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John Carter is officially a money-wasting debacle, and to a degree that exceeds most of Wall Street’s predictions.
Disney announced Monday its intentions to write down $200 million as a result of the box-office dud about a Civil War-era soldier who finds himself inexplicably transported to the planet Mars and having to battle a variety of space aliens.
Analysts have known since John Carter‘s $30 million domestic opening weekend that the movie, with a production budget of $275 million and another $100 million spent on marketing, would cause a large write-down for Disney, though most estimates were about $150 million, with at least one as high as $165 million.
As a result of the hefty $200 million charge, during the period ending March 31 — Disney’s second fiscal quarter — the studio segment will post a loss of $80 million-$120 million, the company said. During the same quarter a year ago, Disney reported operating profit of $77 million.
John Carter makes it four consecutive years that Disney has had to take a large write-down because of a poor performing movie, following Mars Needs Moms, Prince of Persia: The Sands of Time and The Sorcerer’s Apprentice.
As far as the blame-game goes, the fact that studio write-downs have not been uncommon of late should work in the favor of chairman Rich Ross, who took the helm of the studio only two-and-a-half years ago, after John Carter had already been greenlighted by his predecessor, Dick Cook.
Besides Ross and Cook, former marketing chief MT Carney, who left Disney three months ago, also bears responsibility for the financial havoc wrought by John Carter, as does Andrew Stanton, the film’s director who, up until now, had a stellar reputation as the moviemaking genius behind Pixar hits WALL-E and Finding Nemo.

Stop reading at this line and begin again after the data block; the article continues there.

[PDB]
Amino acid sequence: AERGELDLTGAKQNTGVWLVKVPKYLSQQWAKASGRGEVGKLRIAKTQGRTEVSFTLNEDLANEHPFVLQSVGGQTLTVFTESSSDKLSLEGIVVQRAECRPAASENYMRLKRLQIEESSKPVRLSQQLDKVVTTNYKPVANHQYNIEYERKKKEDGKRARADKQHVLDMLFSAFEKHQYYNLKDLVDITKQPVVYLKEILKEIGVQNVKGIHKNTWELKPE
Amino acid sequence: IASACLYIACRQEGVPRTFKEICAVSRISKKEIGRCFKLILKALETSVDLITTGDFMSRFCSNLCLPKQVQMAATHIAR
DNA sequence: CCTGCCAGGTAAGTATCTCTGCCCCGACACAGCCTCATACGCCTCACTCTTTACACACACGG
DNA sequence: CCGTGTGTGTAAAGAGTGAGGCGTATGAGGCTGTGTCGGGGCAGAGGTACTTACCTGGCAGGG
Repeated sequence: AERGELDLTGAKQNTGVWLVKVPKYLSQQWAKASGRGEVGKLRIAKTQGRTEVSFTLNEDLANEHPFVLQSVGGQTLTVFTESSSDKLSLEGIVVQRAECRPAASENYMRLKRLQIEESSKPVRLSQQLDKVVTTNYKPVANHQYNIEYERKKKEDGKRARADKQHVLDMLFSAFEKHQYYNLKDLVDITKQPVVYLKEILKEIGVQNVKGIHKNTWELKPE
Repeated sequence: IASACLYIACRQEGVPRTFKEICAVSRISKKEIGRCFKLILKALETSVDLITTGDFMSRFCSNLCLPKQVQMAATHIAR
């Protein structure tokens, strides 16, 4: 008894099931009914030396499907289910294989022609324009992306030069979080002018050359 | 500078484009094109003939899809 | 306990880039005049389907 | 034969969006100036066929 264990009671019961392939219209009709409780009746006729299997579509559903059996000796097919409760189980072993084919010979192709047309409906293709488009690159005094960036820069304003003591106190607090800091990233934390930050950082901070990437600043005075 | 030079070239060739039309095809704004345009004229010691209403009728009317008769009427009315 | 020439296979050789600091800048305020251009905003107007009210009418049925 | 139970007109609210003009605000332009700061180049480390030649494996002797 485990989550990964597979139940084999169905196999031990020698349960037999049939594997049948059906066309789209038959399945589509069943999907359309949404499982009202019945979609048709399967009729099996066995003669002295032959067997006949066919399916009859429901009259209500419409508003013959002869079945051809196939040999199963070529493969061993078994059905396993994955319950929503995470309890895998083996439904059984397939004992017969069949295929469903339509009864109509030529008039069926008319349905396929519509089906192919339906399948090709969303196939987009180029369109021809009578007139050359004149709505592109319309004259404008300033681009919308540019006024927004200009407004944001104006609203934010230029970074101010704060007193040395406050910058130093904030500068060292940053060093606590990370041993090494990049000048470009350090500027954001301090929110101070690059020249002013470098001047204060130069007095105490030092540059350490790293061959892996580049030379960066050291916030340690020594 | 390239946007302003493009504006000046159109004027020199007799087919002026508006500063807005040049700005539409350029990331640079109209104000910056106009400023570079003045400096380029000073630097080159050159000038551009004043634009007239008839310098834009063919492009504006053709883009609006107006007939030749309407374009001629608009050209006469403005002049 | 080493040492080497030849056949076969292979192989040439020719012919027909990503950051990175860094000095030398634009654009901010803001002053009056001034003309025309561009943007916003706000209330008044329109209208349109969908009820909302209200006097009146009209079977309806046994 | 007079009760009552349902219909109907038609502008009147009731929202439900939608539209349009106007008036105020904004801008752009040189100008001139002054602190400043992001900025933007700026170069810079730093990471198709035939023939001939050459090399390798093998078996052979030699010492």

“In light of the theatrical performance of John Carter ($184 million global box office), we expect the film to generate an operating loss of approximately $200 million during our second fiscal quarter ending March 31,” Disney said Monday. ” As a result, our current expectation is that the studio segment will have an operating loss of between $80 [million] and $120 million for the second quarter.”
Said Wunderlich Securities analyst Matthew Harrigan in a first reaction: “The writing was pretty much on the wall as international was off a good bit this weekend. That was the only saving grace on opening weekend.”
He had expected a $150 million-plus loss after the second box-office weekend and previously estimated that the studio would be slightly profitable in the current quarter.
Miller Tabak analyst David Joyce also said that the financial hit was “a bit worse than we expected.”
He had taken his studio entertainment operating loss estimate for the current quarter to $37 million before the company’s guidance Monday afternoon.
“At this new guidance midpoint, that might only hit our quarterly earnings per share estimate by about an incremental 2 cents,” Joyce said.
Evercore Partners analyst Alan Gould said in an interview: “I think my $165 million loss estimate, which was probably the most negative on the Street, underestimated the amount of P&A the company eventually spent. I am a bit surprised, though, that the division will post an $80 million-$120 million loss for the quarter. Taking the midpoint, I would have anticipated the rest of the studio business to have generated more than a $100 million profit.”
Disney’s statement, released Monday after the closing bell on Wall Street, wasn’t entirely dire: It did express confidence in the studio’s May and June releases.
“As we look forward to the second half of the year, we are excited about the upcoming releases of The Avengers and Brave, which we believe have tremendous potential to drive value for the studio and the rest of the company.”
Disney shares rose 25 cents on Monday to $43.44 and were down 1 percent during the after-hours session.
Georg Szalai contributed to this report.
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